Perhaps the boy should be told some of the reasons for the divorce. In my limited understand, as I have not been through an experience like this, the boy is living the effects of the divorce but without the dignity of knowing why. I can see myself seriously rebelling against those who kept me in the dark as to why my world had been turned upside down without my permission. It seems to me that he has the right to be told something just for his mental progression. I would think he needs his own form of closure to the event, but can't resolve anything until he has some answers. Again, I have no personal experience in this sort of life event, but this is how I see it. I have a grandson who has been through it, however, and at the same age as the child talked about in this letter. He had no resolution until he knew some hard, solid facts -- he was then able to make peace with both parents. Food for thought.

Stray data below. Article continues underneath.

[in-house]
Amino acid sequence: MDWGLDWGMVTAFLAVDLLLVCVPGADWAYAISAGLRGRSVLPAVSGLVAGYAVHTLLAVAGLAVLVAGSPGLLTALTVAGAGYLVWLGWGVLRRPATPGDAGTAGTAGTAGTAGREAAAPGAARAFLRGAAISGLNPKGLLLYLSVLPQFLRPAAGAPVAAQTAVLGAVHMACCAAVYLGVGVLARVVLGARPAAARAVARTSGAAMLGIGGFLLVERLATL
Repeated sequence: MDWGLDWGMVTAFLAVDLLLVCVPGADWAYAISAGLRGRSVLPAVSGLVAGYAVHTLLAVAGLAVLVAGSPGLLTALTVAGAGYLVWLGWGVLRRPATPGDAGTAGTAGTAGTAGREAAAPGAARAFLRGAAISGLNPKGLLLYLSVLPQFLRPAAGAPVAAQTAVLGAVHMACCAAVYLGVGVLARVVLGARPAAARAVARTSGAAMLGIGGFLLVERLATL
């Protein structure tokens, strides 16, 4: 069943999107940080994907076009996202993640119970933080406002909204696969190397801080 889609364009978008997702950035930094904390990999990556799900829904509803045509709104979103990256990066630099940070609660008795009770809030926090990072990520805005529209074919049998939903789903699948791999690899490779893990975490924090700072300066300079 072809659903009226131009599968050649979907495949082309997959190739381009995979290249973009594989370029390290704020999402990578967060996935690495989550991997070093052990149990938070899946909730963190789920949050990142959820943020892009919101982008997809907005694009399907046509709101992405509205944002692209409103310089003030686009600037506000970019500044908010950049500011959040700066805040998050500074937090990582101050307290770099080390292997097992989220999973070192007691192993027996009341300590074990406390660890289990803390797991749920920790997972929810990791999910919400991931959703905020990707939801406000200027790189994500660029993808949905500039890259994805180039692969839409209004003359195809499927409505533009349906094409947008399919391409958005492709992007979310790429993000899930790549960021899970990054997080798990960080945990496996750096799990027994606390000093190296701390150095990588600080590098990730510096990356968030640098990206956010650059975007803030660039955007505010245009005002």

Having lived through this exact scenario and unfortunately having done all the things you shouldn’t do, I would advise three things:
1. Pray unceasingly for everyone, always.
2. Only time sifts the sands of pain, adjustment, and yes, karma. Be patient.
3. In the end nothing earthly matters but relationships. Value them, nurture them, and above all embrace the notion you will want to be forgiven for your mistakes along the way so be prepared to forgive everyone anything that has offended or hurt you. It’s the only way to create some joy in the sometimes awkward journey of blending families.
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